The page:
Some people claim how you take your coffee says a lot about who you are. We don’t know about that, but we do know how the coffee is grown, harvested, and distributed says a lot about Philz. Since expanding to nearly 50 stores in California (with some opening up on the East Coast), Philz has quickly become a household name by pleasing the pickiest of coffee lovers and showing caffeine-skeptics there is more than one way to enjoy a cup a joe.


From their attention to detail in selecting their coffee and building relationships with the farmers, to hand-crafting the beverage exactly how the customer wants it, Philz prides themselves on their quality, sustainability, and customization. “We think of ourselves as a business who serves people, not coffee,” says Andi Trindle Mersch, Director of Coffee and Sustainability at Philz. Mersch oversees coffee sourcing and quality all the way through to the consumer. She and her small team are the subject matter experts on anything and everything related to coffee, and she’s newly responsible for helping the company scale while investing in environment-friendly and sustainable best practices.

It’s a long journey from coffee bean to cup, and the Philz team is continuously looking at ways to fine-tune their processes. We sat down with Mersch to discuss how Philz has scaled a business nationwide while preserving that shop-around-the-corner brand their consumers know and love.

1. First, and foremost, what’s your go-to Philz drink order?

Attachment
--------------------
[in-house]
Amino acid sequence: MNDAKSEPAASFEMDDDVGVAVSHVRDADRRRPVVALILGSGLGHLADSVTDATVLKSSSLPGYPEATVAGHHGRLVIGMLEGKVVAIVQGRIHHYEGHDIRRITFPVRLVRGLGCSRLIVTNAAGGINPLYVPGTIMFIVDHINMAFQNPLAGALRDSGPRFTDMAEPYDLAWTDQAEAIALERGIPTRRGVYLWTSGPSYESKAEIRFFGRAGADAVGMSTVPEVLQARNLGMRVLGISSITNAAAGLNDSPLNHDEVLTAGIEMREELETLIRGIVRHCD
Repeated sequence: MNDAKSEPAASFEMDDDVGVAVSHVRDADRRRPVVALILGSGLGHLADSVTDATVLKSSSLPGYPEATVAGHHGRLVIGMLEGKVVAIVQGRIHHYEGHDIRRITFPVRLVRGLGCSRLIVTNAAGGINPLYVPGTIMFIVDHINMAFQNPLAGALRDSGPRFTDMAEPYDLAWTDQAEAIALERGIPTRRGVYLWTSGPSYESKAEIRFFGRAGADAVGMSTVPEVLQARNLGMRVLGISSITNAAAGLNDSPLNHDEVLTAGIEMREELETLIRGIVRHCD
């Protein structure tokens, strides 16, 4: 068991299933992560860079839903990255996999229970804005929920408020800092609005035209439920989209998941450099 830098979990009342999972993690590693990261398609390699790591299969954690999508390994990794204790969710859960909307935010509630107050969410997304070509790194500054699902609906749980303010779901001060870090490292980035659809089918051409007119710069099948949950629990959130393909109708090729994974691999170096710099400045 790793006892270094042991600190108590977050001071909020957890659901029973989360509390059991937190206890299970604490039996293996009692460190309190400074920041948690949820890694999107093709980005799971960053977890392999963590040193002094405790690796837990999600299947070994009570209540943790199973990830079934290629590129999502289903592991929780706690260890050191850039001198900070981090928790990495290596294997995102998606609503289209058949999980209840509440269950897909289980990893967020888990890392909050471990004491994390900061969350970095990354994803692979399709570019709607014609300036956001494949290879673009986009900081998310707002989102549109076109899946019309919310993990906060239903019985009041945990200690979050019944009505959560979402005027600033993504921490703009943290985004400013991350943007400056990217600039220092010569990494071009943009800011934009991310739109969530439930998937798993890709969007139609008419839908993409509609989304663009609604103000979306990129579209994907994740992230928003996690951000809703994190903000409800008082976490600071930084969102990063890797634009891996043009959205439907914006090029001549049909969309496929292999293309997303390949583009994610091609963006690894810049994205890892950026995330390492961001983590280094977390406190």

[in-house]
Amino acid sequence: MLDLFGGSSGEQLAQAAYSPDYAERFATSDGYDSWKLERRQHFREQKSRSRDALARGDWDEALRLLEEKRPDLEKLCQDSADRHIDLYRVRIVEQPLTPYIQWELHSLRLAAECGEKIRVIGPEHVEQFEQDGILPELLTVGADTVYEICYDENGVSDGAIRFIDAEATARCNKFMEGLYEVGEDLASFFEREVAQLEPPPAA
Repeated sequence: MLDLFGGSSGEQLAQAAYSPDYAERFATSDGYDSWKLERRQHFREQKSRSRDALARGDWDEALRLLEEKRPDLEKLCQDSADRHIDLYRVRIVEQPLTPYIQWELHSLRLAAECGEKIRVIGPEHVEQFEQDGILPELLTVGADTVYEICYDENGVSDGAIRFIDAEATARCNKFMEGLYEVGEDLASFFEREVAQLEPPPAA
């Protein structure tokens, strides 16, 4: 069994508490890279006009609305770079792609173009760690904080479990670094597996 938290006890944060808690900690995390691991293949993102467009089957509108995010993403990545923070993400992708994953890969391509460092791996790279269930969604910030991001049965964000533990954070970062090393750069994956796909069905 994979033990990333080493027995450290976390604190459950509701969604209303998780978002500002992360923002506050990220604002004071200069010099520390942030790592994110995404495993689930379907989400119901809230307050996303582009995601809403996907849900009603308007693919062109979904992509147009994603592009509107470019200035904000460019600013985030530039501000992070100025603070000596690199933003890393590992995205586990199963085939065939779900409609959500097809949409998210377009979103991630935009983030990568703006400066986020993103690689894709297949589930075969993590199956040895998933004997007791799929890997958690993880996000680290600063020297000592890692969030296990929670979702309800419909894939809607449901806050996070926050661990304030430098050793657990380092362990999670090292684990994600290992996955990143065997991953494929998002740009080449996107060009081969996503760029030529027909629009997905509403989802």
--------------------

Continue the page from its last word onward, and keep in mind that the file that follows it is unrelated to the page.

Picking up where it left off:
That’s easy! I love a simple, straight-forward New Manhattan. Black, no sugar.

2. Philz is really well known for their high-quality coffee. How are you able to sustain such a healthy, long-standing relationship with all the growers and importers you work with?


For us, the secret sauce is transparency. We ask for transparency from our suppliers and we provide it in return. For every single coffee lot we purchase, we ask them to fill out a semi-lengthy questionnaire about practices on the farm, quality parameters, gender issues, etc. And we like to return the favor by communicating on everything. If anything is happening in our business, if we're just busy and we can't get back to people right away, we’ll keep them informed. If something changes in our forecast, we want to be open about what happened and why.

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3. What is your top priority when working in supply chain management?


I would say consistency in process. A lot of times, we’re engaging in contracts 6 to 24 months prior to when we expect to see the coffee in our inventory. So we have to have on contractual paper what we're expecting in terms of quality, volume, timing, and pricing. All of those details are real important to have in writing and confirmed between all parties.